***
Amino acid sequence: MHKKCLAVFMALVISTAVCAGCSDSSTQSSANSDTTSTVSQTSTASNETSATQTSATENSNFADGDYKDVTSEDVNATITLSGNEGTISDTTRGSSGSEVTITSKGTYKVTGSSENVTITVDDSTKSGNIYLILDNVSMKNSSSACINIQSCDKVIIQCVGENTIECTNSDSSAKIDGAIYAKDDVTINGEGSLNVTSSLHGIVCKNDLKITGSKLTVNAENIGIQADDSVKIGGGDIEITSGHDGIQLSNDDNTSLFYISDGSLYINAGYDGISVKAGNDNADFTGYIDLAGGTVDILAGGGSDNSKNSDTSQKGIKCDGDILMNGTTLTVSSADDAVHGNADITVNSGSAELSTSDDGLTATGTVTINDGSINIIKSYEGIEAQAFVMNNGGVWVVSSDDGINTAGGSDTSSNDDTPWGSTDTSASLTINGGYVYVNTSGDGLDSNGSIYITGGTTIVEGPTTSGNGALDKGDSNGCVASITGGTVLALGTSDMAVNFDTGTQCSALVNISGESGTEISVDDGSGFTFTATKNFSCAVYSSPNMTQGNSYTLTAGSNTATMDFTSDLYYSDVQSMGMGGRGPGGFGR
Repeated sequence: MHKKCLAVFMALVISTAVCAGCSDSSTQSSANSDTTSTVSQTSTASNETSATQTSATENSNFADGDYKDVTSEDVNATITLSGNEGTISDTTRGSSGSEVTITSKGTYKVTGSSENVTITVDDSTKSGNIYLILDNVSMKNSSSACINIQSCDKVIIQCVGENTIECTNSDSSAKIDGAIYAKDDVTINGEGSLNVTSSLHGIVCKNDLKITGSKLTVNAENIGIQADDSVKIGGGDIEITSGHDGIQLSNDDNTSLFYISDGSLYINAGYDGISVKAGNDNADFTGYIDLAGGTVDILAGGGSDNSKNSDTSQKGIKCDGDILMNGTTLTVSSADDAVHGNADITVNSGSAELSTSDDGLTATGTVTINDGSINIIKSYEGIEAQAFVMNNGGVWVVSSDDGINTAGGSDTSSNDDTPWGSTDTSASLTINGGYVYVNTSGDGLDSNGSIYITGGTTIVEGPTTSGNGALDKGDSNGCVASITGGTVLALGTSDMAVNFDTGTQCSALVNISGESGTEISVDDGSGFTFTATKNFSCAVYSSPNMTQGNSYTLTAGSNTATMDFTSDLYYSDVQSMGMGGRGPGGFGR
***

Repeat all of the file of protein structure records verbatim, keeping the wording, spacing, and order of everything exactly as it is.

Amino acid sequence: MHKKCLAVFMALVISTAVCAGCSDSSTQSSANSDTTSTVSQTSTASNETSATQTSATENSNFADGDYKDVTSEDVNATITLSGNEGTISDTTRGSSGSEVTITSKGTYKVTGSSENVTITVDDSTKSGNIYLILDNVSMKNSSSACINIQSCDKVIIQCVGENTIECTNSDSSAKIDGAIYAKDDVTINGEGSLNVTSSLHGIVCKNDLKITGSKLTVNAENIGIQADDSVKIGGGDIEITSGHDGIQLSNDDNTSLFYISDGSLYINAGYDGISVKAGNDNADFTGYIDLAGGTVDILAGGGSDNSKNSDTSQKGIKCDGDILMNGTTLTVSSADDAVHGNADITVNSGSAELSTSDDGLTATGTVTINDGSINIIKSYEGIEAQAFVMNNGGVWVVSSDDGINTAGGSDTSSNDDTPWGSTDTSASLTINGGYVYVNTSGDGLDSNGSIYITGGTTIVEGPTTSGNGALDKGDSNGCVASITGGTVLALGTSDMAVNFDTGTQCSALVNISGESGTEISVDDGSGFTFTATKNFSCAVYSSPNMTQGNSYTLTAGSNTATMDFTSDLYYSDVQSMGMGGRGPGGFGR
Repeated sequence: MHKKCLAVFMALVISTAVCAGCSDSSTQSSANSDTTSTVSQTSTASNETSATQTSATENSNFADGDYKDVTSEDVNATITLSGNEGTISDTTRGSSGSEVTITSKGTYKVTGSSENVTITVDDSTKSGNIYLILDNVSMKNSSSACINIQSCDKVIIQCVGENTIECTNSDSSAKIDGAIYAKDDVTINGEGSLNVTSSLHGIVCKNDLKITGSKLTVNAENIGIQADDSVKIGGGDIEITSGHDGIQLSNDDNTSLFYISDGSLYINAGYDGISVKAGNDNADFTGYIDLAGGTVDILAGGGSDNSKNSDTSQKGIKCDGDILMNGTTLTVSSADDAVHGNADITVNSGSAELSTSDDGLTATGTVTINDGSINIIKSYEGIEAQAFVMNNGGVWVVSSDDGINTAGGSDTSSNDDTPWGSTDTSASLTINGGYVYVNTSGDGLDSNGSIYITGGTTIVEGPTTSGNGALDKGDSNGCVASITGGTVLALGTSDMAVNFDTGTQCSALVNISGESGTEISVDDGSGFTFTATKNFSCAVYSSPNMTQGNSYTLTAGSNTATMDFTSDLYYSDVQSMGMGGRGPGGFGR